Who is a Psychoanalyst?

The governing principle of psychoanalysis is the ancient wisdom, first ‘know thyself’.

This principle is also the governing principle of psychoanalytic training. The Australian Psychoanalytical Society (APAS), like all member societies of the International Psychoanalytic Association (IPA), requires candidates to undertake a lengthy personal ‘training’ analysis. Psychoanalytic training also involves both extensive supervision of a candidate’s clinical work, and participation in a comprehensive theoretical program. Training with the APAS is only possible in accredited training institutions, which must meet high ethical and professional standards.  

Psychoanalytic training is intended to help psychoanalysts acquire the kind of knowledge about themselves and about interpersonal relationship, that will, in turn, help them to engage in a constructive therapeutic relationship with patients.  Ultimately a psychoanalyst and a patient must be able to work together to build a safe and trusting relationship.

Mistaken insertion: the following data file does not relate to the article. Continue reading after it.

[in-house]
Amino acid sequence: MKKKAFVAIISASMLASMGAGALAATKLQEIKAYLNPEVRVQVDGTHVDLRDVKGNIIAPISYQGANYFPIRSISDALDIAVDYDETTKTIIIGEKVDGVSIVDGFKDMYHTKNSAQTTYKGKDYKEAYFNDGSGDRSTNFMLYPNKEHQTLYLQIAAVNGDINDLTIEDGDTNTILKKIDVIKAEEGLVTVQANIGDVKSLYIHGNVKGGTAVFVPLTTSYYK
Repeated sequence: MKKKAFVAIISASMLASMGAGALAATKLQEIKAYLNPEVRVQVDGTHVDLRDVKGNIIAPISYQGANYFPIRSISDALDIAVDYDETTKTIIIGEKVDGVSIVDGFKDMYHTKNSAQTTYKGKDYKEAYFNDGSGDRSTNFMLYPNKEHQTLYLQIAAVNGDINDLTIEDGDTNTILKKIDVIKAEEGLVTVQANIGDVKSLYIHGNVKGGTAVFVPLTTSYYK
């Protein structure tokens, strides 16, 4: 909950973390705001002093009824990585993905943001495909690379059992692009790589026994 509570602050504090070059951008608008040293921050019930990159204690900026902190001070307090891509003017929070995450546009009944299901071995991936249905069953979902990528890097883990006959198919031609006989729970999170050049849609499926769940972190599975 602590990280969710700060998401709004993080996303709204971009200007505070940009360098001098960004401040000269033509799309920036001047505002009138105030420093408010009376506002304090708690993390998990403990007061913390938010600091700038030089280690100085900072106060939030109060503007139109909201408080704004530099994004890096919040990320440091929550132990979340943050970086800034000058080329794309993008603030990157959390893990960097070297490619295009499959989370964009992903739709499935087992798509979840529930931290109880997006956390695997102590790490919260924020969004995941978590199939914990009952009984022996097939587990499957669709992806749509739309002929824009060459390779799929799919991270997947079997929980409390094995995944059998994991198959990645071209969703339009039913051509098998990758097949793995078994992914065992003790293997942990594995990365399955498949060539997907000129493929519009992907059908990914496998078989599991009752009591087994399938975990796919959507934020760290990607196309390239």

Use of designations such as ‘psychoanalyst’ and ‘psychotherapist’ are not restricted by law. Anyone, even an untrained person, can designate themselves as a ‘psychoanalyst’. For this reason knowledge of a practitioner’s credentials is an important consideration for a person seeking treatment. All members of the Sydney Institute for Psycho-Analysis are qualified psychoanalysts and members of the IPA.

                             
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